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About Patti Albaugh

I grew up in Mount Vernon, Ohio, and graduated from Mount Vernon High School in 1965. I have a Bachelor's Degree from Mount Vernon Nazarene University and a Ph.D. from The Ohio State University. I am an Emeritus Professor at Otterbein University. In addition to writing creative nonfiction and fiction, I like bridge, genealogy, gardening, travel and Mah Jjong. I currently live in Tucson, Arizona, with my dog Tonto. I am the proud parent of children Justin and Amy and the proud grandmother (NANA) of granddaughters Katherine and Zoe.
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2 Responses to Woolson’s Too

  1. Bill Muto says:

    The stories about old fashioned department stores evoked some powerful memories of my own generally misspent youth. The local stores downtown were places we’d meet up when we were skipping school or planning some juvenile, asocial act like shoplifting (nothing we wanted, just a dare to see who could get away with it), riding the escalators up and down the wrong way, laughing at the old lady shoppers, and eating hamburgers or having a cherry soda at the small lunch counters.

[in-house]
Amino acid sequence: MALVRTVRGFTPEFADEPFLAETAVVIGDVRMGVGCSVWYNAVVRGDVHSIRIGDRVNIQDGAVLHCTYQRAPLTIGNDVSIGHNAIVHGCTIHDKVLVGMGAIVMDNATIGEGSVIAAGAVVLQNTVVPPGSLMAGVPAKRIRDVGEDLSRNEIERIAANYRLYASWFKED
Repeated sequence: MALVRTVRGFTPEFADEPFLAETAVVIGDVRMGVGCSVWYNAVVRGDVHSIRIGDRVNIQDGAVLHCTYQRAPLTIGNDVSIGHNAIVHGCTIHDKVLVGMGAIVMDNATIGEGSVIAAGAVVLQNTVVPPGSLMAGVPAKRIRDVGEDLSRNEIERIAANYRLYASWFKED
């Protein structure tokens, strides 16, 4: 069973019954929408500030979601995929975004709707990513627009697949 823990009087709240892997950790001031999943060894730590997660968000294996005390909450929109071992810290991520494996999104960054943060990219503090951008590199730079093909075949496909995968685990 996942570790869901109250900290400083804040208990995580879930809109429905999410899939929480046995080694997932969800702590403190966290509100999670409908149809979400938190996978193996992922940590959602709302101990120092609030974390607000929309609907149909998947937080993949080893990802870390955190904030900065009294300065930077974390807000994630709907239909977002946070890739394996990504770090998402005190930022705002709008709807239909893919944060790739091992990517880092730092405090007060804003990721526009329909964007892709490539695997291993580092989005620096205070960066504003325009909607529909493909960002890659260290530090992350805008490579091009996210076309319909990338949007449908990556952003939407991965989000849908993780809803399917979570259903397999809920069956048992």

There were three department stores in Rochester, the biggest had-you name it: a grocery/dry goods department, several floors of men, women and childrens’ clothing, kitchen stuff, furniture, a tea room up top (where the really old ladies went), a watch repair service, the lay away department, bargain basement downstairs and a toy department. This store also had a music department where you could go into little booths and sample a record, usually leaving it scratched but put back in the rack in supposedly pristine condition.